Fire Life

Saying Goodbye

By Anne Gagliano

Saying Goodbye

I hate saying goodbye—I always have. When I was a little girl, I would cry and throw myself into my grandparents’ arms at the airport before boarding the plane to fly back home. I’d do the same each year when I had to say goodbye to my beloved aunt and uncle and cousins at Thanksgiving. I simply hate it—the separation from those I love. I even tear up every time my husband Mike leaves to go teach somewhere for a few days. I hate goodbyes, even if it’s only for awhile. But none of them even begin to compare to the goodbye of late, for just last week I had to leave my youngest boy alone, clear across the country, and probably for the rest of his life.

We knew this day was coming; we’ve known it for months. This past winter Rick was accepted into several law schools, some of them close to home, but the one he wanted, the one he chose, was the one farthest away. I’ve had plenty of time to get used to the idea, but the impending goodbye was more than I could face, so I buried it.

As the days slipped away and the time grew near, my heart began to ache more and more. Rick had moved back home after finishing his undergraduate degree to spend this year saving money as he made his applications. We loved having our boy here! Not only was he a comfort after having our oldest son get married last summer (another tough goodbye), but he was lots of help, too! We have very extensive grounds that need lots of upkeep; Rick did it all. The boys have both always done the majority of our yard work, but with him home full-time again, he was able to do even more and complete some pretty big projects for us.

Day after day, I’d watch him in the yard mowing, hauling gravel, weeding, and frolicking with our two little dogs. “Ricky’s home,” we’d say whenever he’d walk in, and the dogs would go nuts. They love Rick—I think more than any of us—because he actually plays with them. Seeing him with them down by the lake makes my eyes well up with tears, as I know soon those little tails will droop, for they, too, will have to say goodbye.
As the date draws closer, everything grows more painful–doing his laundry one last time; folding his funky T-shirts. And shopping—I’m always food shopping for him because he eats like a horse; going up and down the grocery aisles is excruciating as I one last time buy his favorite things.

I begin to help him pack.   He’s upbeat and excited—I’m quiet and withdrawn as I dare not speak over the lump in my throat. He’s rummaging through his things, trying to decide what to take; I’m watching his blonde head and studying every line of it, burning his image into my memory, for this will soon no longer be his home.

I try to conjure up all the irritations he brings—the massive food requirements, the wet towels, the dirty laundry and food crumbs, his disruptive presence when Mike and I want to be alone. But these small nuisances aren’t enough—I still don’t want him to go. Although my son is now a man, all I see when I look at him is our precious little “Water Baby” (our pet name for him), who brought us grasshoppers and snakes and who always wanted “chlocolate,” his baby word for chocolate. I slip a jar of Nutella chocolate spread into one of his suitcases—the last I’ll buy for him.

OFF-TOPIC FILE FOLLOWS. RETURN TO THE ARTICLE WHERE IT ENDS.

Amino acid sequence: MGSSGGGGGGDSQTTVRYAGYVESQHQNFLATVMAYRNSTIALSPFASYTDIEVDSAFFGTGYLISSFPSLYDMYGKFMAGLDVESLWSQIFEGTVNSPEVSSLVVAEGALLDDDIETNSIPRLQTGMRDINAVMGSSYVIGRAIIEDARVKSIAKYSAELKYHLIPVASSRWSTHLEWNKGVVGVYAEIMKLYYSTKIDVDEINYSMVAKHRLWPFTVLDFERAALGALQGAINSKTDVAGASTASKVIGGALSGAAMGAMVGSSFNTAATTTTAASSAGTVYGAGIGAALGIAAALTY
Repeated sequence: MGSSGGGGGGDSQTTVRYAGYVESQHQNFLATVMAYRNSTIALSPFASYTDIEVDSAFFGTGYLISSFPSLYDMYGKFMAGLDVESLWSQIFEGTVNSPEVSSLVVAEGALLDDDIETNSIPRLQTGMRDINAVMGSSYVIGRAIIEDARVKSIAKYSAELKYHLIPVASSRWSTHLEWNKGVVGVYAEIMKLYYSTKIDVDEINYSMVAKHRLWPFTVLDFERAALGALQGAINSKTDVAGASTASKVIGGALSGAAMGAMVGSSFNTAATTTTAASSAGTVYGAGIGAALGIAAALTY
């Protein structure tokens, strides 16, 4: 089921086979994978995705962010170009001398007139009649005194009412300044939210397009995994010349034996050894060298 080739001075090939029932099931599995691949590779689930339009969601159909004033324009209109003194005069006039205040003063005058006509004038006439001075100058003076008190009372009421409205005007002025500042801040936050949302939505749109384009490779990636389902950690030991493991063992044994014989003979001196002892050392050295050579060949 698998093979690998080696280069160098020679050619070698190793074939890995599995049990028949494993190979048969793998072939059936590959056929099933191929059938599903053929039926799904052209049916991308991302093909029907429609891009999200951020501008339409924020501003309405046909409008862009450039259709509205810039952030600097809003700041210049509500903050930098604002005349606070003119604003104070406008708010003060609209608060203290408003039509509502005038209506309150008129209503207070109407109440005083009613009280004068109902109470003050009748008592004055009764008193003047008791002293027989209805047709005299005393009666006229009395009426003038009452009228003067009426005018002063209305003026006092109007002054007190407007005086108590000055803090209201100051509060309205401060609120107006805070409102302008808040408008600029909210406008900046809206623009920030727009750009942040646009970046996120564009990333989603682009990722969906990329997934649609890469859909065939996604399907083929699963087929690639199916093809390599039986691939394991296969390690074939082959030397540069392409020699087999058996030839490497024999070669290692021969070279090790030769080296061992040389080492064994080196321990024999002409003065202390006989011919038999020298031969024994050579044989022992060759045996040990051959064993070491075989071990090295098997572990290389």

We fly to DC, the goodbye drawing closer, the goodbye I hate to face. We spend the week setting him up in his new place. It’s perfect. It’s nice, safe, furnished, and close to campus. I hang a picture of “chlocolate” on his wall. The law school is gorgeous, impressive, amazing; we are bursting with pride.

Together we learn the metro system—I wish we had one in Seattle! We take our son to the National Mall; he is blown away. He’s where he’s dreamed of being, and it’s written all over his face, that precious little boy face that is indeed a man’s. I watch Mike drape his arm around his son as we approach the Washington Monument, and my heart swells with gratitude. What a husband I have—on a firefighter’s salary he’s brought our boy to this place, working countless hours of overtime, and sacrificing much of his free time and even some of his own dreams to help Rick realize his. Rick walks closely beside his father, proudly wearing his dad’s fire station T-shirt.

The heat is a bit much for us thick-blooded Seattleites. It was 65 degrees at home—here it’s 90 and humid. Rick has to face being sweaty for the first time and is concerned about showing up to class that way. But it’s all still amazing, heat and all. We enjoy the crickets’ song and the warm summer nights—neither of which we have back home. The energy is palpable—both Rick’s and the area’s—for he is a young, handsome man with a bright future in a living, vibrant city, our nation’s capital. I drink it all in, hoping the excitement will drown out the mounting pain of the impending goodbye, but it doesn’t.

The day comes. It’s very early, still dark. We rise, grab our now-empty suitcases save for one, and head to his apartment door. He wants to go with us to the airport, but I say no. I want my last image of him to be in his cozy little place. Can I do this? Can I leave my baby so very far away from me? I gather every ounce of strength I possess to hold back the flood of emotion that threatens to break me, cripple me, and keep me from being able to even walk down the hall. I hug my boy one last time. He hugs me tight, his strong, young arms enveloping me. “Goodbye, Mom,” he says. “Thanks for everything. I love you.”

I cannot speak—the tears flow. All I can do is cling to him and try not to embarrass him too much by blubbering.

“Goodbye, Sweetheart,” I manage to croak out at last. It is, indeed, the hardest goodbye of all.

Anne Gagliano has been married to Captain Mike Gagliano of the Seattle (WA) Fire Department for 26 years. She and her husband lecture together on building and maintaining a strong marriage.